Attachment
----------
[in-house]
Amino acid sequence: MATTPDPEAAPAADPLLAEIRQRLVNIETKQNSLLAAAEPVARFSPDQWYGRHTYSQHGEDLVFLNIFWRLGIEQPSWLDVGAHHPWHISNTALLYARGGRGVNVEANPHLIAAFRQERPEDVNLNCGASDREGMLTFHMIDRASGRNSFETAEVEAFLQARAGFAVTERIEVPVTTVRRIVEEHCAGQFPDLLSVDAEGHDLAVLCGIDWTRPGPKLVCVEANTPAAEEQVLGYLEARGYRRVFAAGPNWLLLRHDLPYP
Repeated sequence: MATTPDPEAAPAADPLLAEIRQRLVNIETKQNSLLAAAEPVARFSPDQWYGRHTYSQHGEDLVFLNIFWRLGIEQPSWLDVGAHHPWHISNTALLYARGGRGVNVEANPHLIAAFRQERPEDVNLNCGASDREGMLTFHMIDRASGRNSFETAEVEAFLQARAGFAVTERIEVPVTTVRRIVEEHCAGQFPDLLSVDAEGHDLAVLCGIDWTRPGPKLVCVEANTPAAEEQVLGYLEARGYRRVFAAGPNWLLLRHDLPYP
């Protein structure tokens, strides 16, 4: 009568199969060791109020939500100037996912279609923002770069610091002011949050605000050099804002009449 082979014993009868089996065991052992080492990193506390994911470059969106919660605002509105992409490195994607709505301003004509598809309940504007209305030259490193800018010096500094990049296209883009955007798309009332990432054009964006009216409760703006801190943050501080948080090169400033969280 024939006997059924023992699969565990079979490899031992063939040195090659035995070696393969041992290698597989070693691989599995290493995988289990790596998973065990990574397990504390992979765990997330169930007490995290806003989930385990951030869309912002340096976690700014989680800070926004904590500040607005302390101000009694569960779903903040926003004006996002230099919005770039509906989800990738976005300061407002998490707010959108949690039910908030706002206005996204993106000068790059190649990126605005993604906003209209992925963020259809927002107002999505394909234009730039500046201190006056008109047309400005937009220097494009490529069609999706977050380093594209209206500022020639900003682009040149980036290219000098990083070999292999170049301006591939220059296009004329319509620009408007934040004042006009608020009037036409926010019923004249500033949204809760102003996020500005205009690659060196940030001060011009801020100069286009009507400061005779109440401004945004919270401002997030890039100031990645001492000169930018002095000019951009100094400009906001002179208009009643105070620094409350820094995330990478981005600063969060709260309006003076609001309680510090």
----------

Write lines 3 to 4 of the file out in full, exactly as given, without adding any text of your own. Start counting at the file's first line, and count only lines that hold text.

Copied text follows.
Repeated sequence: MATTPDPEAAPAADPLLAEIRQRLVNIETKQNSLLAAAEPVARFSPDQWYGRHTYSQHGEDLVFLNIFWRLGIEQPSWLDVGAHHPWHISNTALLYARGGRGVNVEANPHLIAAFRQERPEDVNLNCGASDREGMLTFHMIDRASGRNSFETAEVEAFLQARAGFAVTERIEVPVTTVRRIVEEHCAGQFPDLLSVDAEGHDLAVLCGIDWTRPGPKLVCVEANTPAAEEQVLGYLEARGYRRVFAAGPNWLLLRHDLPYP
């Protein structure tokens, strides 16, 4: 009568199969060791109020939500100037996912279609923002770069610091002011949050605000050099804002009449 082979014993009868089996065991052992080492990193506390994911470059969106919660605002509105992409490195994607709505301003004509598809309940504007209305030259490193800018010096500094990049296209883009955007798309009332990432054009964006009216409760703006801190943050501080948080090169400033969280 024939006997059924023992699969565990079979490899031992063939040195090659035995070696393969041992290698597989070693691989599995290493995988289990790596998973065990990574397990504390992979765990997330169930007490995290806003989930385990951030869309912002340096976690700014989680800070926004904590500040607005302390101000009694569960779903903040926003004006996002230099919005770039509906989800990738976005300061407002998490707010959108949690039910908030706002206005996204993106000068790059190649990126605005993604906003209209992925963020259809927002107002999505394909234009730039500046201190006056008109047309400005937009220097494009490529069609999706977050380093594209209206500022020639900003682009040149980036290219000098990083070999292999170049301006591939220059296009004329319509620009408007934040004042006009608020009037036409926010019923004249500033949204809760102003996020500005205009690659060196940030001060011009801020100069286009009507400061005779109440401004945004919270401002997030890039100031990645001492000169930018002095000019951009100094400009906001002179208009009643105070620094409350820094995330990478981005600063969060709260309006003076609001309680510090």